Did you know?
The amount of twists you put in the petal reveals something about your personality!
* More than 10: You’re a very stressed out person and should try to get help.
You’re fairly stress but who isn’t right?
* 1-4: You have almost no worries in life! Lucky you!
Have fun with this easy project and show it off to all of your friends!
Quick Facts: Roses
* There are over 100 different types of roses and almost as many varieties.
* The oldest fossilized rose dates back over 30 million years!
* It takes almost 10 years for a rose plant to produce its first bloom. (After that, they can produce a new one each year!
* There is almost a whole month of labor involved in making just one bottle of rose perfume!
* The most expensive rose sold at an auction was worth over $34,000!
Tips: How to Make Dried Flowers Last Longer
* Keep them out of direct sunlight. This will make them dry out and fade a lot quicker.
* Keep flowers away from heat sources as this makes them spoil faster.
* Check on them every once in awhile to see if they need more water, especially after being shipped around.
* Don’t use a fancy vase that has a lot of intricate details. Instead, keep the flower in something plainer and easier to clean.
Learn More: Plant a Flower Garden
Want to learn more about flowers and nature? Why not plant a flower garden?
It’s a fun project that the whole family can get involved in and you can impress your friends by telling them exactly what kinds of flowers you’ve planted and why!
Fun Flower Facts
* The daffodil is also known as “Jonquil” which comes from a Dutch word that means “weakly.”
* The name “Zinnia” comes from a Persian word that means “life.”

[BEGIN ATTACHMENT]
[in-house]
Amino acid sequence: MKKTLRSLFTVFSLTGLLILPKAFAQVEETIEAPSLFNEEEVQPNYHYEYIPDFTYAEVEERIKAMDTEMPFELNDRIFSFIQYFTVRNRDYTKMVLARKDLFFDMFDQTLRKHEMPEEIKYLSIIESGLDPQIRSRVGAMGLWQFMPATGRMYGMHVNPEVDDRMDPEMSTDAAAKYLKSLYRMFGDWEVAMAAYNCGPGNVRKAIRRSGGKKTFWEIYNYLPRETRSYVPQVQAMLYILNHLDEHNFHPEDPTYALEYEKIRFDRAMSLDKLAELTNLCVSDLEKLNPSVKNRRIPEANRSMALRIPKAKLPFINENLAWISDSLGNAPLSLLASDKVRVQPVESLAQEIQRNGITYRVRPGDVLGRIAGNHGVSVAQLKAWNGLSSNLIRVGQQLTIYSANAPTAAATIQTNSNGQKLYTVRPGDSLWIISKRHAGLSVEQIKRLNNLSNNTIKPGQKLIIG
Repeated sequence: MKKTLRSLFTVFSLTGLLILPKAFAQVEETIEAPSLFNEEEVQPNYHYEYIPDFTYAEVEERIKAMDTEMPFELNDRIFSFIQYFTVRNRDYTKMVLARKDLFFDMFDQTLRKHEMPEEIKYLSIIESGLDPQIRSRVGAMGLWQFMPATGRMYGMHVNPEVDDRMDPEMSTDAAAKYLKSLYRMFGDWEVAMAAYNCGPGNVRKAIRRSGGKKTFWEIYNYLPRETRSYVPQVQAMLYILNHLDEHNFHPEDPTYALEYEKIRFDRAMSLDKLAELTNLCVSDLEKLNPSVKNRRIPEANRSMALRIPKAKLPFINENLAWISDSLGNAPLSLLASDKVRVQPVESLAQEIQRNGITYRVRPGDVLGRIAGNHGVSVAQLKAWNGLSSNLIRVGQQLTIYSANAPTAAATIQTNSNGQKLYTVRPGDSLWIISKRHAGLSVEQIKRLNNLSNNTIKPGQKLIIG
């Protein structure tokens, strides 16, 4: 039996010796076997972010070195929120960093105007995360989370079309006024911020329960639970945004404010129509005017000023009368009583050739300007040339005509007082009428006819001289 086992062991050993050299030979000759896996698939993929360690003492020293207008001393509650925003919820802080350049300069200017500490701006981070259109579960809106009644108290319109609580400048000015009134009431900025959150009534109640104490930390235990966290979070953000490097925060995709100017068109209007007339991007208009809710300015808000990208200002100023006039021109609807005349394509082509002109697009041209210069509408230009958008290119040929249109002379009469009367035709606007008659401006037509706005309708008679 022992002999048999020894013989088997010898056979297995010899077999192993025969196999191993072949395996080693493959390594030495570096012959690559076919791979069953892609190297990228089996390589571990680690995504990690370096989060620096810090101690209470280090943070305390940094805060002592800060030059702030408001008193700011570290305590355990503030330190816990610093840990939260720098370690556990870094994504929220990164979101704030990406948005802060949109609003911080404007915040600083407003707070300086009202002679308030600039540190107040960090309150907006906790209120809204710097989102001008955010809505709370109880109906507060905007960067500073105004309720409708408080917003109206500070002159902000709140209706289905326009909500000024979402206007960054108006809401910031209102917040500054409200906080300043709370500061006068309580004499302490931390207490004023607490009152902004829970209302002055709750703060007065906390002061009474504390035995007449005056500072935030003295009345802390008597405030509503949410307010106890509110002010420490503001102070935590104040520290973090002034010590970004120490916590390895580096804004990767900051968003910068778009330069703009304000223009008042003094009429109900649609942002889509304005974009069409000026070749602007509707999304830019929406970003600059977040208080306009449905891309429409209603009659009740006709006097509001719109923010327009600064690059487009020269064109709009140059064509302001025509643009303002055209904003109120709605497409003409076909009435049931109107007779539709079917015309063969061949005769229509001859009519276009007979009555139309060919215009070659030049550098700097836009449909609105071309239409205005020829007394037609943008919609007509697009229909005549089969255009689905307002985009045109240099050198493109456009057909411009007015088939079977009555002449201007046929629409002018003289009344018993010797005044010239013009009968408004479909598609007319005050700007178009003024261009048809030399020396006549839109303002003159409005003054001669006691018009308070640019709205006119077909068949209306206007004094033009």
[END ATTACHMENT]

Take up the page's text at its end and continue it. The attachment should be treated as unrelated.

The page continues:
* The national flower of England is the Rose.
* Tulips are considered the most popular flower in the world.
* The Rafflesia is a rare flower that is considered the largest in the world; it can reach up to three feet across and weigh up to 25 pounds.
* In America, the rose is the official national flower while in England, it is the Lotus.
* The pansy is a member of the Violet flower family.
* The Aztec civilization used to worship a god called Xochipili who they envisioned as a little boy with a large brimmed hat made of flowers.
Learn More: What Do Flowers Represent?
Do you love flowers and want to learn more about them? Why not find out what their hidden meanings are?
Certain flowers have long been given special meanings such as the Rose which is known for love while the Lily symbolizes purity.
* African Violet: This flower is native to South Africa and gets its name from the fact that it has foliage which is a similar color to some types of African soil. It is known for being able to bloom indoors which makes it one of the most popular flowers to grow as a houseplant.
Sources & references used in this article:
The making of memory: From molecules to mind by S Rose – 2012 – books.google.com
Stories of the rose: the making of the rosary in the Middle Ages by A Winston-Allen – 2010 – books.google.com
Roses in the middle ages by M Touw – Economic Botany, 1982 – Springer
The Secret Rose Garden of Saêd Ud Din Mahm_d Shabistar_ by F Lederer – 1954 – books.google.com
Empire’s garden: Assam and the making of India by J Sharma – 2011 – library.oapen.org
Beads and prayers: The rosary in history and devotion by JD Miller – 2002 – books.google.com